Best Practice Guidance
Human Interaction with Technology in Dementia


Practical, cognitive & social factors to improve usability of technology for people with dementia

Technologies are increasingly vital in today’s activities in homes and communities. Nevertheless, little attention has been given to the consequences of the increasing complexity and reliance on them, for example, at home, in shops, traffic situations, meaningful activities and health care services. The users’ ability to manage products and services has been largely neglected or taken for granted. People with dementia often do not use the available technology because it does not match their needs and capacities. This section provides recommendations to improve the usability of technology used in daily life, for meaningful activities, in healthcare and in the context of promoting the Social Health of people with dementia.
Technology in everyday life

Take a multi-perspective approach when procuring public space technologies to improve usability internationally


When selecting technologies for use in public spaces, procurers should involve occupational therapists and designers with expertise in dementia, and people living with dementia.  Public space technologies should:

  1. have the most cognitively enabling and inclusive design features (i.e. minimal steps and memory demands),
  2. be sited in the most supportive physical location (i.e. secure vestibule, busy thoroughfare) and
  3. identify and account for wider sociocultural preferences (i.e. continued face-to-face services).

Explanation and Examples

Life outside home in most countries increasingly demands the use of everyday technologies (ETs i.e. transport ticket and parking machines, ATMs, airline self-check in machines, fuel pumps). However, ETs can present challenges, particularly for people with dementia, and differences in design and location may mean some ETs are easier to use than others.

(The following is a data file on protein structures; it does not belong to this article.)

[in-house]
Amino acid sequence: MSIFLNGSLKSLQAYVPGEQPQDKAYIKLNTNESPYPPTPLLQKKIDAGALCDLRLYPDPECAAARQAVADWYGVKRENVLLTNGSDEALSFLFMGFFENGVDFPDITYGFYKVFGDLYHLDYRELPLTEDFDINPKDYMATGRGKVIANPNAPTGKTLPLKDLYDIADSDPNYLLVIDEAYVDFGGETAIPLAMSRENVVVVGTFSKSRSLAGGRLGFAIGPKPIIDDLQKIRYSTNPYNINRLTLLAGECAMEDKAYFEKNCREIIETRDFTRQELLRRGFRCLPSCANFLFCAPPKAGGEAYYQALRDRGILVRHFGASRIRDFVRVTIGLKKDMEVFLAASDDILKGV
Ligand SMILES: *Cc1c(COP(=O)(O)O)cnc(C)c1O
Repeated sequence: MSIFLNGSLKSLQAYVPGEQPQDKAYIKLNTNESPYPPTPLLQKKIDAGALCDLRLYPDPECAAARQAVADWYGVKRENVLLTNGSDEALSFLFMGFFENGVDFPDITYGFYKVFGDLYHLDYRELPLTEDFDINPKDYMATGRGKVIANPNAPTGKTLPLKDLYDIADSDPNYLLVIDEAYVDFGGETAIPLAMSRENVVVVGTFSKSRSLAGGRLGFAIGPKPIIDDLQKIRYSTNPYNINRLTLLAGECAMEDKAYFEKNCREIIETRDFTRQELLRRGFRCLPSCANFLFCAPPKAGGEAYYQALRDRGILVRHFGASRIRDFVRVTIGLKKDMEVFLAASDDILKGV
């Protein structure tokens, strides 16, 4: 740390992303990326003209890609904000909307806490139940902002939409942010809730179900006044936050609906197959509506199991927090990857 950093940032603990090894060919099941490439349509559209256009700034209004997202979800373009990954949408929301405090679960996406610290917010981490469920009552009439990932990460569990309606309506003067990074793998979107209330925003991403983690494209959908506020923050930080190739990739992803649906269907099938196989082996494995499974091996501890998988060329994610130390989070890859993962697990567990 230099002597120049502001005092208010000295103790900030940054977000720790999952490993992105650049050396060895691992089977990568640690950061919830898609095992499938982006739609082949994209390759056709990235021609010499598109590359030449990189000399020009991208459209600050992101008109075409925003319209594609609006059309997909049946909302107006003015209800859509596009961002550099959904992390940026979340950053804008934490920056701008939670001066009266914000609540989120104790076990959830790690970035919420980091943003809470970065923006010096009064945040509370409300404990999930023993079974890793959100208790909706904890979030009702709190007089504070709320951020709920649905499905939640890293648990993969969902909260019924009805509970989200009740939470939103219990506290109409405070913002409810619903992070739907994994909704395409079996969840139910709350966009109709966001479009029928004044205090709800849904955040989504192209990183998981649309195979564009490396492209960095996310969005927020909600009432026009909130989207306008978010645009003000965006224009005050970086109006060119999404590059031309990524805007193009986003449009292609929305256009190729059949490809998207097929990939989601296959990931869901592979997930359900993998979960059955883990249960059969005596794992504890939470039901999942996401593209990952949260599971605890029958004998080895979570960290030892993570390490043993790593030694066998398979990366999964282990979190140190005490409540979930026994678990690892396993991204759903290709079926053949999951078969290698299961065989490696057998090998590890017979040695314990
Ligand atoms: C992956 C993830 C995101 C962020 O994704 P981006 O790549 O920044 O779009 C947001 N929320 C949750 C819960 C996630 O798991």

To investigate variation in the challenge of ETs; the Everyday Technology Use Questionnaire was administered with 315 people with and without dementia (73 in Sweden, 114 in the USA, 128 in England) in a cross-sectional, quantitative study. Modern statistical analysis found 5/16 public space ETs differed in challenge level between countries (specifically: ATM, airline self-check-in, bag drop, automatic ticket gates, fuel pump).

These differences result from variation in design features or siting of technologies. However, they may also be due to differing habits between users in different countries (i.e. necessity and frequency of use, preference for particular modes of transport, concerns about security, embarrassment) or varying progress towards technologised rather than face-to-face services (i.e. towards cashlessness).

Taking account of inter-country differences could lead to selecting the most useable technologies and services. This could improve inclusiveness of public space internationally for older adults with and without dementia.

Type of evidence

Sarah Wallcook (INDUCT ESR4)

Quantitative, cross-sectional study with 315 participants in three countries


Wallcook, S., Malinowsky, C., Nygård, L., Charlesworth, G., Lee, J., Walsh, R., Gaber, S.N., & Kottorp, A. (2020) The perceived challenge of everyday technologies in Sweden, the United States, and England: exploring differential item functioning in the Everyday Technology Use Questionnaire, Scandinavian Journal of Occupational Therapy, 27(8):554-566. doi: 10.1080/11038128.2020.1723685.